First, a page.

4. Conclusions

All treatments that used VA as separation method showed a higher separation efficiency in terms of AY and CumCI than those processes that used gravity. Additionally, it has been found that increasing the suction time from 30 seconds to 5 minutes does not significantly change AY but increases the separation time in a quadratic way.

It has been found that increased radiated energy tends to decrease the separation time and also the separation efficiency. However, treatments with low levels of radiated energy (2.4 kJ/pulse) combined with 30 s vacuum pulses offered better separation efficiency and lower separation time than those that used convection heating.

5. Acknowledgements

The Authors would like to thank the financial support of the Engineering School at Universidad Panamericana and also the support received from Mr. Roberto Martinez during the building of the experimental rig.

6. References

Aider, M., & Ben Ounis, W. (2012). Skim milk cryoconcentration as affected by the thawing mode: gravitational vs. microwave-assisted.

International Journal of Food Science and Technology 47 (1), 195-202.

Aider, M., & de Halleux, D. (2009). Cryoconcentration technology in the bio-food industry: Principles and applications. Lwt-Food Science and Technology 42 (3), 679-685.

Auleda, J. M., Raventos, M., & Hernandez, E. (2011). Calculation method for designing a multi-plate freeze-concentrator for concentration of fruit juices. Journal of Food Engineering 107 (1), 27-35.

Belen, F., Sanchez, J., Hernandez, E., Auleda, J. M., & Raventos, M. (2012). One option for the management of wastewater from tofu production: Freeze concentration in a falling-film system. Journal of Food Engineering 110 (3), 364-373.

Escalante-Minakata, P., Ibarra-Junquera, V., Chavez-Rodriguez, A. M., Ornelas-Paz, J. D., Emparan-Legaspi, M. J., Perez-Martinez, J. D., & VillaVelazquez-Mendoza, C. I. (2013). Evaluation of the Freezing and Thawing Cryoconcentration Process on Bioactive Compounds Present in Banana Juice from Three Different Cultivars. International Journal of Food Engineering 9 (4), 445-455.

Fernandez-Torres, M. J., Randall, D. G., Melamu, R., & von Blottnitz, H. (2012). A comparative life cycle assessment of eutectic freeze crystallisation and evaporative crystallisation for the treatment of saline wastewater. Desalination 306, 17-23.

Iritani, E., Katagiri, N., Okada, K., Cao, D. Q., & Kawasaki, K. (2013). Improvement of concentration performance in shaking type of freeze concentration. Separation and Purification Technology 120, 445-451.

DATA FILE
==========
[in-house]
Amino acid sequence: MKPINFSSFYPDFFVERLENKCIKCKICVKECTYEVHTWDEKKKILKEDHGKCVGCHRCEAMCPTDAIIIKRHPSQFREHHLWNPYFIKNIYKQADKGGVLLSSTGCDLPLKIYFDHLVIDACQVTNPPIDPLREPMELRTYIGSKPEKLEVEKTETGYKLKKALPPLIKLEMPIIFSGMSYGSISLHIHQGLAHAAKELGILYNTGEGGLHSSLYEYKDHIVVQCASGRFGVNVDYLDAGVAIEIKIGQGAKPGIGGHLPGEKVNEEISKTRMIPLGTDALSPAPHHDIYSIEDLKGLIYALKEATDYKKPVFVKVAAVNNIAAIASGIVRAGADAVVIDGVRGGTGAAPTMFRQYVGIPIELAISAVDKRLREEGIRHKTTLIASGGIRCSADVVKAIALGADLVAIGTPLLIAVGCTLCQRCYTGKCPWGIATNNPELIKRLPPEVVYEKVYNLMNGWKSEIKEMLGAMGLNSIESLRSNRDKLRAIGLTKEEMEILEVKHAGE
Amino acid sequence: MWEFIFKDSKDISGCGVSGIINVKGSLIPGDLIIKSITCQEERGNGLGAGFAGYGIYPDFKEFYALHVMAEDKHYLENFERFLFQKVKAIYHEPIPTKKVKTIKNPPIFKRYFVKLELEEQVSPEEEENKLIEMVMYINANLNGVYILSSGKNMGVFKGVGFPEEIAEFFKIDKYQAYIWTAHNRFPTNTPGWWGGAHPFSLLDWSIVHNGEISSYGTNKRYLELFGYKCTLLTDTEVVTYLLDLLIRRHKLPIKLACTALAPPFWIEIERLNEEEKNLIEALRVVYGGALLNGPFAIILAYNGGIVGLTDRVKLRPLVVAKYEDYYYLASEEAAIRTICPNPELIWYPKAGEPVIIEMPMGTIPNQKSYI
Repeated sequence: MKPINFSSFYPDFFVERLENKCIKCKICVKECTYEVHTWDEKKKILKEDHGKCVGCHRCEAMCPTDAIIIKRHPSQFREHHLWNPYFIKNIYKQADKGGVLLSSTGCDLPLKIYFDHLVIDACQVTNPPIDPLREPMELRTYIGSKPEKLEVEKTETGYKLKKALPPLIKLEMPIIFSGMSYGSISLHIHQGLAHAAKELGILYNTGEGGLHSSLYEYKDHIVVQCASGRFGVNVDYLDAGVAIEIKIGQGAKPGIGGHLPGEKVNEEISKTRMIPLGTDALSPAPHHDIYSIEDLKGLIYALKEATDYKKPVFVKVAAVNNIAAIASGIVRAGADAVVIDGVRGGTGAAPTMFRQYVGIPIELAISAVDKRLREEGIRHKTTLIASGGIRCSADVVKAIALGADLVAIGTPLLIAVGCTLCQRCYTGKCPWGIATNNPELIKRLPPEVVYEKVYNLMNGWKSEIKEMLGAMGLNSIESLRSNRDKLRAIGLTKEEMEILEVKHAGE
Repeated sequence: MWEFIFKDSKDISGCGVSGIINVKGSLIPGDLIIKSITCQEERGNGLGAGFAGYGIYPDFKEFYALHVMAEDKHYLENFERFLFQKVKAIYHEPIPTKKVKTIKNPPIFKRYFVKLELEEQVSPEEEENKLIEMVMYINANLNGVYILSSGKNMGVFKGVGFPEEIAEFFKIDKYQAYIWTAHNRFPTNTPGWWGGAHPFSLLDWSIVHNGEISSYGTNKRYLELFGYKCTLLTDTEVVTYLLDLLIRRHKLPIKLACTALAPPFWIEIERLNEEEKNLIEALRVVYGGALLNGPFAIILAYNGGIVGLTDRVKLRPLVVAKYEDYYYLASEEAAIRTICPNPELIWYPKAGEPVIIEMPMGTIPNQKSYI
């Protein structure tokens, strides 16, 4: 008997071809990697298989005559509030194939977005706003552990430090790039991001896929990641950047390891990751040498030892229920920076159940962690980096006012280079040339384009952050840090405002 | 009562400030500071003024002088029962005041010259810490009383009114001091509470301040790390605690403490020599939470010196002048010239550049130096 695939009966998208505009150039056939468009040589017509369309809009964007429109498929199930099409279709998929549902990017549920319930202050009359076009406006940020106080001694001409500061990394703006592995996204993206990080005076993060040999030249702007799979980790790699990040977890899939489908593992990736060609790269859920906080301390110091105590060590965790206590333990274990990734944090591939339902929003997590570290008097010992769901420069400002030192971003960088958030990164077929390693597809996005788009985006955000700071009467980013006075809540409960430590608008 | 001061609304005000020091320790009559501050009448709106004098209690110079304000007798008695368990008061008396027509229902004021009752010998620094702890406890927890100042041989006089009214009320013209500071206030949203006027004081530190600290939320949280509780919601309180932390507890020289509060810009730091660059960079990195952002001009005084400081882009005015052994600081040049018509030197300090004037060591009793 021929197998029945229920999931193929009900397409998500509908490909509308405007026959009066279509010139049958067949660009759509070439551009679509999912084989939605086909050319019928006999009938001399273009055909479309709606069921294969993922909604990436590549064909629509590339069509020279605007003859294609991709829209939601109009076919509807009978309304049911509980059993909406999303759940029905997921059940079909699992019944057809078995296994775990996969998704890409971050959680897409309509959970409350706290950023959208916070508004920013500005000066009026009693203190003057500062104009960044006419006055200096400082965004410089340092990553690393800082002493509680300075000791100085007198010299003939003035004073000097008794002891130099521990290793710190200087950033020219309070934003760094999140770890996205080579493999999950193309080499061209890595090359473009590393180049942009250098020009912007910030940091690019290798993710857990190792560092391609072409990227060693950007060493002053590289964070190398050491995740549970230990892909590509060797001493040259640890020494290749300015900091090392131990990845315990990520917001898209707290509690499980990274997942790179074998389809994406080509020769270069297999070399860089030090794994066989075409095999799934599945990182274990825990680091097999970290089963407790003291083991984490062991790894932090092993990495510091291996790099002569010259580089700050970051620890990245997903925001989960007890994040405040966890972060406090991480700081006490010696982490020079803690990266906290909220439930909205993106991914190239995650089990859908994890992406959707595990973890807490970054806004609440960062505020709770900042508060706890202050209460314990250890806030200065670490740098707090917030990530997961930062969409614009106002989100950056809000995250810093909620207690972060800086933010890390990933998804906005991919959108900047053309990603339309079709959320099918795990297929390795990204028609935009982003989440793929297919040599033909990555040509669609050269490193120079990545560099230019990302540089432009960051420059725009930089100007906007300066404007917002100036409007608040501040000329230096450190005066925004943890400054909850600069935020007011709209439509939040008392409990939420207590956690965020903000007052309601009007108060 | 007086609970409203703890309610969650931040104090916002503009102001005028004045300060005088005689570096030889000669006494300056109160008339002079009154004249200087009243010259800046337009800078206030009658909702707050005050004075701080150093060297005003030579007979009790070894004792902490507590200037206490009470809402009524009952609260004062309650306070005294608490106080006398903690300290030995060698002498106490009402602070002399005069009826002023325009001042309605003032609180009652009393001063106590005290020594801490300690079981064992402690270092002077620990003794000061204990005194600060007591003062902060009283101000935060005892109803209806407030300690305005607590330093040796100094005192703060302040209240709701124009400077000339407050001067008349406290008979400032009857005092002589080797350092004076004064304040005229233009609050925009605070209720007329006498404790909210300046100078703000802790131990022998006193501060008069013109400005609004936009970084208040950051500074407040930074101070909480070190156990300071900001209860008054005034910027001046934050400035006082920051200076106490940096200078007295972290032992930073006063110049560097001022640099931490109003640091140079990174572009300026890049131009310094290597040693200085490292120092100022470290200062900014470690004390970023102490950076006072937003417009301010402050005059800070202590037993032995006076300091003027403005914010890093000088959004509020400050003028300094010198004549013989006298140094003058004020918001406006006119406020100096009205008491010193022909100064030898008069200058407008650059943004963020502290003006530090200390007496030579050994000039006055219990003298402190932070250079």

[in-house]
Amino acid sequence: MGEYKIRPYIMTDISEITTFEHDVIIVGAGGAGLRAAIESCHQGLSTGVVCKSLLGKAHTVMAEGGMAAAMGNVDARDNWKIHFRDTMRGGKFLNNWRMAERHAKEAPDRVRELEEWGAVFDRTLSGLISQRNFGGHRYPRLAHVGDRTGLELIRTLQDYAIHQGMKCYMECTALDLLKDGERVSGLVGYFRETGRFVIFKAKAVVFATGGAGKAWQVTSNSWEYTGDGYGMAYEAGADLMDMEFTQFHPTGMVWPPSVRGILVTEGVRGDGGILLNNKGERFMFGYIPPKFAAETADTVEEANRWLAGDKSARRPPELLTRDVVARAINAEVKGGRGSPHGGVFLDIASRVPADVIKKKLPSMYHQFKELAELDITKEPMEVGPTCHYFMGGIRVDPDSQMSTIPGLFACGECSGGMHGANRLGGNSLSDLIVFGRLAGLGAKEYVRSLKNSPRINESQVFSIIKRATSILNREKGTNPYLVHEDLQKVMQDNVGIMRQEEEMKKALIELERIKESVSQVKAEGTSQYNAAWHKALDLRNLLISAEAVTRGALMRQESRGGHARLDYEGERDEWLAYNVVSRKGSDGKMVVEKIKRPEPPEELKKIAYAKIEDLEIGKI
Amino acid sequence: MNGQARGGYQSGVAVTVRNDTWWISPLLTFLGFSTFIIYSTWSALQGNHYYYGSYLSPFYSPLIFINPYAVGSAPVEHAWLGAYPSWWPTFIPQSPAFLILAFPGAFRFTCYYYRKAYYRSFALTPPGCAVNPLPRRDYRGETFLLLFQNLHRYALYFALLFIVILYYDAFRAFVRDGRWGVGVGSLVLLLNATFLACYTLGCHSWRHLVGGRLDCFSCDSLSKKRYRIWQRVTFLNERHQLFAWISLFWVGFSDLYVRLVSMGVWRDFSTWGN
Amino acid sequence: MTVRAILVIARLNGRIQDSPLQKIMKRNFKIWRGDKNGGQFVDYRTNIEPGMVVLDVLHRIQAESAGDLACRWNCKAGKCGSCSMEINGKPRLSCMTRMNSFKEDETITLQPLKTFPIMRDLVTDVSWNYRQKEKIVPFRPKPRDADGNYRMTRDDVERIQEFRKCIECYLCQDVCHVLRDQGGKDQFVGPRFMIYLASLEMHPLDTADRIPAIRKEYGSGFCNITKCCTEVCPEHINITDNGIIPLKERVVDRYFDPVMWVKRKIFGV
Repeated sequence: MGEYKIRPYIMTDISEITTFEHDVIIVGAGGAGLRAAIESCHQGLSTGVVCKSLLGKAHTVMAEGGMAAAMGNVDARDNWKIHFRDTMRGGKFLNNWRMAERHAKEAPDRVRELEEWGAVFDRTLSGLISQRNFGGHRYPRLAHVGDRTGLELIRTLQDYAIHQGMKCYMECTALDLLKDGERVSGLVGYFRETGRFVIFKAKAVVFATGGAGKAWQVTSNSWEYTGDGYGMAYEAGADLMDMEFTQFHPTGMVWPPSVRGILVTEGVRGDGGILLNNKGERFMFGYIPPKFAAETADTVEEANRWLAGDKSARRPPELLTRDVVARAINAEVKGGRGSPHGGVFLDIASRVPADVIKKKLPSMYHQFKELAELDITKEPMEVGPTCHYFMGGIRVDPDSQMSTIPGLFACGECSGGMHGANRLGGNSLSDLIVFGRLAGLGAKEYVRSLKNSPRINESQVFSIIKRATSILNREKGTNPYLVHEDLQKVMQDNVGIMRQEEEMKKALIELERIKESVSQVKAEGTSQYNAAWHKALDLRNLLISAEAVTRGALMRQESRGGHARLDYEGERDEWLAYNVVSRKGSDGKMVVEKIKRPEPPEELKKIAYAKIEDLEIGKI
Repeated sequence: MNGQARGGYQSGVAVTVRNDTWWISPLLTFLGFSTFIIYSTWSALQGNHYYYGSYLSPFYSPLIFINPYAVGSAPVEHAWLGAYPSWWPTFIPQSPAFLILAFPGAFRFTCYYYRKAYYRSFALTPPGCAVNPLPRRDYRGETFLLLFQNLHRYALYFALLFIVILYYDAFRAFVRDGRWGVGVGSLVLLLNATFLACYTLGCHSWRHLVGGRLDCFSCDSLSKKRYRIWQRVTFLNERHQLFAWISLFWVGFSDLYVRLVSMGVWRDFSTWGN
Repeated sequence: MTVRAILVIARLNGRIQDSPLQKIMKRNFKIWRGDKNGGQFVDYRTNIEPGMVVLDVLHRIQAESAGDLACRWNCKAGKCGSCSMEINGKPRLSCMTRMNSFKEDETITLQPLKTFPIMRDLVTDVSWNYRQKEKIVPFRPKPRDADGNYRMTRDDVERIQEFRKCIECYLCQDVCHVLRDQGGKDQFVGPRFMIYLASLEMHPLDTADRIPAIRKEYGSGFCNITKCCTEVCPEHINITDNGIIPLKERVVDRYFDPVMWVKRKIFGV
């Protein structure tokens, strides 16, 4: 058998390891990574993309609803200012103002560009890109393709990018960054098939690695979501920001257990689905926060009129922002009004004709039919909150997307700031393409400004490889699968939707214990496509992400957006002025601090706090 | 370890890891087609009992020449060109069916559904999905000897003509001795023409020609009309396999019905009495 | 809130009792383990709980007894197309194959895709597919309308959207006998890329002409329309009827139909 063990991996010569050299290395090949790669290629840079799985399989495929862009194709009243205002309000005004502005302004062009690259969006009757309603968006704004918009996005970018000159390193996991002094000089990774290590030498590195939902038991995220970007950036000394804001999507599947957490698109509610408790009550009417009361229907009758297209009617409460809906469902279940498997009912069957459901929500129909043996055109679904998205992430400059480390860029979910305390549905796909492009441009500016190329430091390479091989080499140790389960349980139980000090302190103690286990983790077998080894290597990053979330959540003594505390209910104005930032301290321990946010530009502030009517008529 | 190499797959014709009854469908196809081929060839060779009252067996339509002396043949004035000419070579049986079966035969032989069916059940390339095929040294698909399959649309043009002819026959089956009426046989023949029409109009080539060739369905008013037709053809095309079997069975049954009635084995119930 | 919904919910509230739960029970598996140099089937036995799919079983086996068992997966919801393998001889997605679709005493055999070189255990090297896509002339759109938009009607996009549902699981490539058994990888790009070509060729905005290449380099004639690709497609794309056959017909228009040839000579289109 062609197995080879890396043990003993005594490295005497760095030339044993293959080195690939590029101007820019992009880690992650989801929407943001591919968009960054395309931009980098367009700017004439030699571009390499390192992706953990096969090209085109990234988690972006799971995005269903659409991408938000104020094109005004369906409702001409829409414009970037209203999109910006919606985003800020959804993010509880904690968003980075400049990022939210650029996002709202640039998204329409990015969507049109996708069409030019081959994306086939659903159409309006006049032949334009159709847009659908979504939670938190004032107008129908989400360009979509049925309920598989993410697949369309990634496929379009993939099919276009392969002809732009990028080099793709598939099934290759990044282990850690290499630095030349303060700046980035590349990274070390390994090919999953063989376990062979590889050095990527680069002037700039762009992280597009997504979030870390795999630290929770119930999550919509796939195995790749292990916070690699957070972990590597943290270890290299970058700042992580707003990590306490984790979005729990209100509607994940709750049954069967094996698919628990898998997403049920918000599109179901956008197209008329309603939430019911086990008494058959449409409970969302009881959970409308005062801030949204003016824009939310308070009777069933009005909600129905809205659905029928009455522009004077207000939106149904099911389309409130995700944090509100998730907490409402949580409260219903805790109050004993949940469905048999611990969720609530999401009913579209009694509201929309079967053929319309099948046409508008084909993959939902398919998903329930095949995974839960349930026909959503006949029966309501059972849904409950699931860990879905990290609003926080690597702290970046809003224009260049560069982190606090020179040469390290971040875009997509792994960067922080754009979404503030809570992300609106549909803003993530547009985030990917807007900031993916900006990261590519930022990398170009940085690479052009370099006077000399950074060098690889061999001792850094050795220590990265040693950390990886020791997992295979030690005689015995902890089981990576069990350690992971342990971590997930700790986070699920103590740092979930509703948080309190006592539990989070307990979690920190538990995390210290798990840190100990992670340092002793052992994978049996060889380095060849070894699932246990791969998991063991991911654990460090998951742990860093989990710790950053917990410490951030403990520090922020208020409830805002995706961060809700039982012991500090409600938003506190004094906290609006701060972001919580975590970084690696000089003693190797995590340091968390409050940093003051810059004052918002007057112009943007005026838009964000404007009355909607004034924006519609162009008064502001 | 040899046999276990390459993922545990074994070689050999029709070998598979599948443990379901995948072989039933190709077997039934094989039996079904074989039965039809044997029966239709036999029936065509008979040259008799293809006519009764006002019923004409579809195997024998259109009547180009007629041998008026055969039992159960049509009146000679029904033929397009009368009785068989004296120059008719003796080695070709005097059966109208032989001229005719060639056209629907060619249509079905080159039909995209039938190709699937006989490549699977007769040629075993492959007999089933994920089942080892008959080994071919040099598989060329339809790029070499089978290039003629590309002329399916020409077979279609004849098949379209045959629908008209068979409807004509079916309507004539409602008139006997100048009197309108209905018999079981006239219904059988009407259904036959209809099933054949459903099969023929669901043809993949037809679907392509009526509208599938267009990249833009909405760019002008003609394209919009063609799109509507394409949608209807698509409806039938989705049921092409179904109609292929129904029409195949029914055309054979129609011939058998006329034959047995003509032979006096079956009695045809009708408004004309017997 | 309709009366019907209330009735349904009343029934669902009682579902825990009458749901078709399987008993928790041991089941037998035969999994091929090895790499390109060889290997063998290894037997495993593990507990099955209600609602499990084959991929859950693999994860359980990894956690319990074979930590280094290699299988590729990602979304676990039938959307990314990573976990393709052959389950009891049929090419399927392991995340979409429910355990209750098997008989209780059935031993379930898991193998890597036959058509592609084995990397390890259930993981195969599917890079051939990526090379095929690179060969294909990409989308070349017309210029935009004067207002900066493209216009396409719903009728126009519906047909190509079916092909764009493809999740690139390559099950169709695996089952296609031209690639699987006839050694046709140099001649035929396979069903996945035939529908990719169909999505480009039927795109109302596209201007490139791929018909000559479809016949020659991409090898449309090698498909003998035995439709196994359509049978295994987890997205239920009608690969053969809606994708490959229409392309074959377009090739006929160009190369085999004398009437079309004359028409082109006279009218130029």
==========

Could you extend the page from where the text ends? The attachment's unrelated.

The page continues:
Kuo, C.-H., & Lee, C.-L. (2010). Treatment of oil/water emulsions using seawater-assisted microwave irradiation. Separation and Purification Technology 74 (3), 288-293.

Miyawaki, O., Kato, S., & Watabe, K. (2012). Yield improvement in progressive freeze-concentration by partial melting of ice. Journal of Food Engineering 108 (3), 377-382.

Miyawaki, O., Liu, L., Shirai, Y., Sakashita, S., & Kagitani, K. (2005). Tubular ice system for scale-up of progressive freeze-concentration. Journal of Food Engineering 69 (1), 107-113.

Moreno, F. L., Raventos, M., Hernandez, E., & Ruiz, Y. (2014). Block freeze-concentration of coffee extract: Effect of freezing and thawing stages on solute recovery and bioactive compounds. Journal of Food Engineering 120, 158-166.

Moreno, F. L., Robles, C. M., Sarmiento, Z., Ruiz, Y., & Pardo, J. M. (2013). Effect of separation and thawing mode on block freeze-concentration of coffee brews. Food andBioproducts Processing 91 (4), 396-402.

Nakagawa, K., Maebashi, S., & Maeda, K. (2010). Freeze-thawing as a path to concentrate aqueous solution. Separation and Purification Technology 73 (3), 403-408.

Nakagawa, K., Nagahama, H., Maebashi, S., & Maeda, K. (2010). Usefulness of solute elution from frozen matrix for freeze-concentration technique.

Chemical Engineering Research & Design 88 (5-6), 718-724.

Okawa, S., Ito, T., & Saito, A. (2009). Effect of crystal orientation on freeze concentration of solutions. International Journal of Refrigeration-Revue Internationale Du Froid 32 (2), 246-252.

Petzold, G., & Aguilera, J. M. (2013). Centrifugal freeze concentration. Innovative Food Science & Emerging Technologies 20, 253-258.

Petzold, G., Niranjan, K., & Aguilera, J. M. (2013). Vacuum-assisted freeze concentration of sucrose solutions. Journal of Food Engineering 115 (3), 357-361.